The Greek word for world is kosmos. As Dr. David Lose pointed out in his piece on this chapter, throughout his gospel John used the word kosmos to refer to “an entity that hates God.” The world hates God, so the world will hate anyone who comes in God’s name. God didn’t just love the world, God so loved the God-hating world. God so loved the world that rejected God, despised God, hated God.
This world might hate God, but God does not hate it in return. God loves it. God loves us. And God doesn’t just love us from a distance, God loves us up close and personal. God loves us intimately. God loves us so much that the way God sent his Son was through the very messy, very human process of being born. That’s how much God loves us and God loves this world. Even though the world might hate God in return, God loves the world. That is the God we know; the God who loves God’s creation, the God who loves us.
We can’t talk about verses 16 and 17 without also talking about the verses that were left off in today’s reading; verses 18 though 21. God loved the world. God sent his Son into the world to save it, not condemn it. But, if someone rejects the Son, if someone rejects belief in the Son, than that person is condemned. Does that mean that God banishes the person to hell? Or does it mean that the person banishes God from his or her life, from his or her heart? Rejecting God is about rejecting the light. The light came into the world, but those who reject God choose darkness over light.
The God we know is the God of love. This isn’t some easy, peazy, happy-go-lucky love. God’s love demands something of us. It demands us. God’s love demands our response of service and sacrifice. God’s love means that we matter. God’s love is for us whether we say we are born again or not. God is about love not condemnation. Our God is about grace and mercy. Our God is about judgment, but judgment that goes hand-in-hand with righteousness. Our God is about love, love for the world, love for us – all of us. It is not about born again versus not born again. It is not about us versus them. It is about all of us being loved by God, who wants us to live in the light of his Son. All of us. That is the God we know.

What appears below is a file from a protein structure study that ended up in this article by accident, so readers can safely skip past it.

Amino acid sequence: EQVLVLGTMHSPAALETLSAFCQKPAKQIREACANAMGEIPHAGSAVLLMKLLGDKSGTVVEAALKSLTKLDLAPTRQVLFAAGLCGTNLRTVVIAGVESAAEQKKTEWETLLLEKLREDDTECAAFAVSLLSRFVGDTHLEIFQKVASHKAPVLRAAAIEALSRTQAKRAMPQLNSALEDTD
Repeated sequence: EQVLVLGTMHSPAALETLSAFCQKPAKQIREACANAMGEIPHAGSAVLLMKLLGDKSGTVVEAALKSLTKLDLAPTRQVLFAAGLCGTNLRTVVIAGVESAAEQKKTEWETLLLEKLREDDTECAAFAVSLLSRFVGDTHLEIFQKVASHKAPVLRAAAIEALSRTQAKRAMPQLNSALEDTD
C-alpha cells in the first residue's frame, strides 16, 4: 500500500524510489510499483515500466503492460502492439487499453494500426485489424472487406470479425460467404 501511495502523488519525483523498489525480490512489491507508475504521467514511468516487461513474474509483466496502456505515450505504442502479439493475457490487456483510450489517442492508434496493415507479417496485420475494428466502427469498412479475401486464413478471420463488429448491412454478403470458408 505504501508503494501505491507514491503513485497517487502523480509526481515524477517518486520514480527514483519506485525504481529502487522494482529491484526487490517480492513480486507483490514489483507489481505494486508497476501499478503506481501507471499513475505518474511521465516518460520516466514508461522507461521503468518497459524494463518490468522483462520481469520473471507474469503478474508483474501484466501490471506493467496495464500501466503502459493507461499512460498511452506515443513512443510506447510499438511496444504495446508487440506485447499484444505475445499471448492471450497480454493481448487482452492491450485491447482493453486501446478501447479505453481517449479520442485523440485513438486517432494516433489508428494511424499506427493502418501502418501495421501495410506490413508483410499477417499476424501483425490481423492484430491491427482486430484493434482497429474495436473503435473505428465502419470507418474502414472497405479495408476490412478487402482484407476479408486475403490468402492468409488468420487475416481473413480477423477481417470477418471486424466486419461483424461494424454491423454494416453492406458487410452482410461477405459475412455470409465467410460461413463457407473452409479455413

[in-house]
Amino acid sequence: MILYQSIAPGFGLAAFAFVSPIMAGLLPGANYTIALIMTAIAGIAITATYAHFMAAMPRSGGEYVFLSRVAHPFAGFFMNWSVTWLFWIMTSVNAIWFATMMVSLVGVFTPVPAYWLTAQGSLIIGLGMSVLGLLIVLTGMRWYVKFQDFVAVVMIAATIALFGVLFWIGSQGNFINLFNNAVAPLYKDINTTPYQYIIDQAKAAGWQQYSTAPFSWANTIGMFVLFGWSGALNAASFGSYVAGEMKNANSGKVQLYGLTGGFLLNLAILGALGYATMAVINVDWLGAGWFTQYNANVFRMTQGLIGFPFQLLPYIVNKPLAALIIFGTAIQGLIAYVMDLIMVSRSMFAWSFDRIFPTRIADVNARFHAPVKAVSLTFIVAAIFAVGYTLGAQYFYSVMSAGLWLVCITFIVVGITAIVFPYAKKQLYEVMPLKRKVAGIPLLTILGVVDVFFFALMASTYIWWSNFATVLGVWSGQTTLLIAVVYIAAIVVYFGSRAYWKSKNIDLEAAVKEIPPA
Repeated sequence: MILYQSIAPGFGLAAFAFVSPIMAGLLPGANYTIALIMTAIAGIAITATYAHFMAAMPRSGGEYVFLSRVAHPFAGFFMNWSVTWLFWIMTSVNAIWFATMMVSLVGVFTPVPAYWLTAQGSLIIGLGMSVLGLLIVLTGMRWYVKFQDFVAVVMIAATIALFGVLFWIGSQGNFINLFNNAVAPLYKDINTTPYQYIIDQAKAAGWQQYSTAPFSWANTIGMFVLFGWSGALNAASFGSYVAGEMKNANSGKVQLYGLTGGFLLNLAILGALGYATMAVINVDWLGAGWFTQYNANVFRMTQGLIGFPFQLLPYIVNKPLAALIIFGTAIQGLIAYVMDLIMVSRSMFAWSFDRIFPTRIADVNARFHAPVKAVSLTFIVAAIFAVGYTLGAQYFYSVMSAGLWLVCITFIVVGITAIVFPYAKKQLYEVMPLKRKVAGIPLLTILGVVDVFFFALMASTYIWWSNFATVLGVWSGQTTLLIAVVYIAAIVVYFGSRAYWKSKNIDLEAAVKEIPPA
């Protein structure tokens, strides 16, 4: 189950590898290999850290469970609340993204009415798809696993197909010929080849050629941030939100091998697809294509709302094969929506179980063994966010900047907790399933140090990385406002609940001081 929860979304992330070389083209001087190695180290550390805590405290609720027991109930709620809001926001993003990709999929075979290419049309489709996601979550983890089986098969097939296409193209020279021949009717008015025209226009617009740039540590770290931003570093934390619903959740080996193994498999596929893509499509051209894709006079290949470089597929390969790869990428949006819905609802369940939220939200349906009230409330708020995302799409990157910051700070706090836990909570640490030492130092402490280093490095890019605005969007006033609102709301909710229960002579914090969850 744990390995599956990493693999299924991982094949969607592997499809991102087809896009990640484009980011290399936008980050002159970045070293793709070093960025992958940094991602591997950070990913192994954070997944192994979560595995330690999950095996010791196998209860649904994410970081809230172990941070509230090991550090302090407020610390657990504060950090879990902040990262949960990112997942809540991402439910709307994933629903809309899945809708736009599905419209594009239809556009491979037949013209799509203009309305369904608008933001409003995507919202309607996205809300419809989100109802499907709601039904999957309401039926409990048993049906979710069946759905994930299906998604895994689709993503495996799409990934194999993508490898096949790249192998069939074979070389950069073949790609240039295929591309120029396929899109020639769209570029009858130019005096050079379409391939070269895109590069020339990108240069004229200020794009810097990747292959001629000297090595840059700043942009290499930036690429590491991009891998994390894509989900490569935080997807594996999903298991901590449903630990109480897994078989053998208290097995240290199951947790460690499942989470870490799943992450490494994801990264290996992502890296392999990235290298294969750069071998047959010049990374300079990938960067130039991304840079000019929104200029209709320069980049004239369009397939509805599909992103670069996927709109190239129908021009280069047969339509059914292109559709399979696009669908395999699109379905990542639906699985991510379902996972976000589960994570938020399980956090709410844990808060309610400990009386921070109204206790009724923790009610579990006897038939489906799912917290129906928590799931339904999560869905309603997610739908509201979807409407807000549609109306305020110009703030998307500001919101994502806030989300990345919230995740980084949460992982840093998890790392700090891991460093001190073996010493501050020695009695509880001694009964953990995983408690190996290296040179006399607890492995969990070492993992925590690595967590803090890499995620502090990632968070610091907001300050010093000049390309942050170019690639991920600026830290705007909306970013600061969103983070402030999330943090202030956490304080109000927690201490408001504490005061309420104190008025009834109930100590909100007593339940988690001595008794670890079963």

Let all of God’s children say, “Alleluia!” Amen.

Tuesday, March 7, 2017

False Promises -- First Sunday in Lent

"Popular" was sung during the sermon by my talented daughter, Phoebe Perkins. 
It was a planned interruption, and quite dramatic.
 Sadly, that drama does not fully translate to the page.
 Suffice it to say, you had to be there.



Matthew 4:1-11
March 5, 2017

            One of the challenges of preaching on this particular Sunday, the first Sunday of Lent, is that every year the gospel passage focuses on Jesus’ temptation in the wilderness. It makes sense that it does, but the challenge lies in trying to find some new insight that I have not preached before. What new word can I offer you? What new message can I find that speaks to us today?
            I know that this not a new thought, but when it comes the story of Jesus’ temptation – regardless of what gospel I’m preaching from – I like to take a moment and think about what it is that tempts me. Is it money? Does power and influence sound a siren song for me? Or am I really tempted by the desire for the “good life;” you know a big, nice house, a big, nice car, etc? All those things are tempting to me, but is there something else that has the ability to lead me astray, to lead me away from what God is calling me to do?
“Popular! You’re gonna be popular!
I’ll teach you the proper poise when you talk to boys
Little ways to flirt and flounce, ooh!